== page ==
For some two decades, Luis Agustin Caicedo Velandia, alias “Don Lucho,” is alleged to have played a significant role in trafficking drugs out of Colombia’s prized Eastern Plains region, relying on key alliances with some of the country’s most powerful criminal players to move cocaine through Central America and the Caribbean and on to lucrative markets in the United States and Europe.
However, as a so-called “invisible” largely hidden in the shadows, his true role in Colombia’s drug trade remains uncertain.
Don Lucho reportedly entered the drug trafficking world around 1994 after leaving the Colombian Attorney General Office’s Technical Body of Investigation (Cuerpo Tecnico de Investigacion – CTI) amid a scandal regarding his alleged participation in the escape of a Puerto Rican drug trafficker. Authorities in the United States also trace his criminal career back to at least the mid- to late-1990s, eventually rising to become a key part of a criminal organization known as the El Dorado Cartel, El Cartel de Bogotá or simply the Junta, within which Don Lucho was a master of logistics.
Primarily through connections to the Revolutionary Armed Forces of Colombia (Fuerzas Revolucionarias de Colombia — FARC) and United Self-Defense Forces (Autodefensas Unidas de Colombia — AUC), he arranged for cocaine to be processed, produced and delivered to transportation cells on the north and west coasts of Colombia before arranging for the drugs to be transported via maritime routes to Central America and on to Mexican traffickers for importation into the United States, or through Venezuela and the Caribbean to Europe, according to US prosecutors.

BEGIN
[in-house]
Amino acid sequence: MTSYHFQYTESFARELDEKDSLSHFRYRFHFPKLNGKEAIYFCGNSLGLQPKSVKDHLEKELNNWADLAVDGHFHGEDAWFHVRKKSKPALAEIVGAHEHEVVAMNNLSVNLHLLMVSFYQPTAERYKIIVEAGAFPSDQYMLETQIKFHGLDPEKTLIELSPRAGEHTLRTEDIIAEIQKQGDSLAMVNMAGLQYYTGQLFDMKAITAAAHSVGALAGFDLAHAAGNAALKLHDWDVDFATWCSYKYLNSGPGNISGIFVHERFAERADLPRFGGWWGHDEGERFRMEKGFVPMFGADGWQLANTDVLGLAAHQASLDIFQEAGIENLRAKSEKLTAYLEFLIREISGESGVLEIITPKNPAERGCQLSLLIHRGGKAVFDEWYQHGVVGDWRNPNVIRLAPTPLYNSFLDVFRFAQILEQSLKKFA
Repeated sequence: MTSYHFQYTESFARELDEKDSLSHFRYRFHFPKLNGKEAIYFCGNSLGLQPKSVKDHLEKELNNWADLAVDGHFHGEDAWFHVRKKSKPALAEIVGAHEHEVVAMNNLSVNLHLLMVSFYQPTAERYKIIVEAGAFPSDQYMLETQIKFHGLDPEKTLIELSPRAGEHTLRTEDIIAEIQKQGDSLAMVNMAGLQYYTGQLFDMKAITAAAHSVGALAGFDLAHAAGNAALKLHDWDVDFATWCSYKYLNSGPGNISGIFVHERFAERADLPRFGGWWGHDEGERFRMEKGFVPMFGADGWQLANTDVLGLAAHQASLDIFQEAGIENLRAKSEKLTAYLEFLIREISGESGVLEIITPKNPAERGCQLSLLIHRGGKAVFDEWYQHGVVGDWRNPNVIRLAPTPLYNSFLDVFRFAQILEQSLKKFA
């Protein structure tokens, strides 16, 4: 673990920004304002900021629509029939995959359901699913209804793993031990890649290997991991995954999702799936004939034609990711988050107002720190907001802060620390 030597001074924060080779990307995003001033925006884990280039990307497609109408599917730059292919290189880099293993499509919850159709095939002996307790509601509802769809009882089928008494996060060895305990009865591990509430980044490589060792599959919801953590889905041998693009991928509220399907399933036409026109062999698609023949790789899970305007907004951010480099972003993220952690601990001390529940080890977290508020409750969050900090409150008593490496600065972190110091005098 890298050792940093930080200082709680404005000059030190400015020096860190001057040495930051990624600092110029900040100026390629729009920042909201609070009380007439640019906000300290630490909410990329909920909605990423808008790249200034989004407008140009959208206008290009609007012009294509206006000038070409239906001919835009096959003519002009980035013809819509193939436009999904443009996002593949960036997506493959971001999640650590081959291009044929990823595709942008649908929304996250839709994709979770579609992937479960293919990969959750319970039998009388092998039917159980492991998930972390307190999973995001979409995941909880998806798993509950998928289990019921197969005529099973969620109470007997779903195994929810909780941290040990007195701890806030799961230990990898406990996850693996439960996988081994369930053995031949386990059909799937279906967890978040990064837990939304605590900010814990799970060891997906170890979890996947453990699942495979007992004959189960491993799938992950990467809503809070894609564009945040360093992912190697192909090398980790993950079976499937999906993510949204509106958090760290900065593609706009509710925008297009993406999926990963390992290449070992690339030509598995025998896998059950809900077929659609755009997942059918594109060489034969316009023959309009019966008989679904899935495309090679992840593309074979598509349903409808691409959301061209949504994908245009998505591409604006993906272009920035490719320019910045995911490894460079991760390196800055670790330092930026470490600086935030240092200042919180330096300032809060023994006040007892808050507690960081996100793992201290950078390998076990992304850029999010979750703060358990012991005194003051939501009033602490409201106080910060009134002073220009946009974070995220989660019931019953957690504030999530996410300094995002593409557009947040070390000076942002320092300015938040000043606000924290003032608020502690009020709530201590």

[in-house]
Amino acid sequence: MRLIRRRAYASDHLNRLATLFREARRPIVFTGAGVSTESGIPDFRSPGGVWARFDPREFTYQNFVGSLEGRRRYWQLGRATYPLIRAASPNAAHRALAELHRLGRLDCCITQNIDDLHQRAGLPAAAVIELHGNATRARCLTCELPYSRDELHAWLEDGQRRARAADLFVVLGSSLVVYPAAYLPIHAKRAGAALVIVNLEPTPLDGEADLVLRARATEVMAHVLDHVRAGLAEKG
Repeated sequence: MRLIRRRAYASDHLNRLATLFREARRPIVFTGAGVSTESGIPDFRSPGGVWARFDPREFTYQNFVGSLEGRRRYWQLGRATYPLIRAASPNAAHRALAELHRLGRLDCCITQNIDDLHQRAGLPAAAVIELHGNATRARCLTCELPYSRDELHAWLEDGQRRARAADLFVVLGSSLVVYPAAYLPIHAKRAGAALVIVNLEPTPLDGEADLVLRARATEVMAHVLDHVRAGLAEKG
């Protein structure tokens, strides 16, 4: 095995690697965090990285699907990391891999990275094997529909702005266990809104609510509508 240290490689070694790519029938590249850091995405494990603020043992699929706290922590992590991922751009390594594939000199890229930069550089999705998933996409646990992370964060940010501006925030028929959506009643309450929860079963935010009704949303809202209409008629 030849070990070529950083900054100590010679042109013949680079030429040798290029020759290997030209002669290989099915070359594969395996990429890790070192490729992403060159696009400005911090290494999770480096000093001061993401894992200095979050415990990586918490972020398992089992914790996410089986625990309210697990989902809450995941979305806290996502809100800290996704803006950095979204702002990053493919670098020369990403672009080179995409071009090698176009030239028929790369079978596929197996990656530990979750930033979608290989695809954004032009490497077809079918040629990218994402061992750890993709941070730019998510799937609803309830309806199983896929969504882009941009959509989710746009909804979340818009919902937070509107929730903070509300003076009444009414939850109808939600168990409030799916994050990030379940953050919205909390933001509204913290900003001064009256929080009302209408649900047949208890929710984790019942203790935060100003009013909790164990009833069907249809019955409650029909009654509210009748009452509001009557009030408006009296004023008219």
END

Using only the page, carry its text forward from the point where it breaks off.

Don Lucho trafficked tens, if not hundreds, of thousands of kilograms of cocaine during his tenure, allowing him to amass a fortune worth hundreds of millions of dollars in the process.
Throughout the 2000s, according to Colombian authorities, Don Lucho is believed to have trafficked cocaine alongside Daniel Barrera Barrera, alias “El Loco,” who relied on a vast network of collaborators to run one of Colombia’s most formidable drug trafficking networks since the fall of Medellín Cartel kingpin Pablo Escobar. However, some US anti-drug officials believe that Don Lucho and El Loco each had their own sophisticated trafficking networks that worked beside one another while respecting each other’s operations. Like feudal kings, they knew alliances were necessary to fight off security forces and encroachments by other organized crime groups.
However, while appearing to be among the major leagues of Colombia’s drug trafficking world, Don Lucho’s name rarely figured prominently into newspaper headlines prior to his arrest. By all accounts, he was part of what InSight Crime has identified as the “invisibles,” a new generation of drug traffickers operating with a low profile and under the assumption that their best protection is total anonymity.
Whatever the case, Don Lucho managed a quite profitable drug business for years, which featured a money laundering wing that extended into Spain and washed more than $1 billion in drug proceeds between 2005 and 2009, according to Spanish police.
Don Lucho’s criminal career came to an end in June 2010. In a joint operation, US Drug Enforcement Administration (DEA) agents and Argentine security forces captured him at a shopping center in Buenos Aires. He was later extradited to the United States the following month.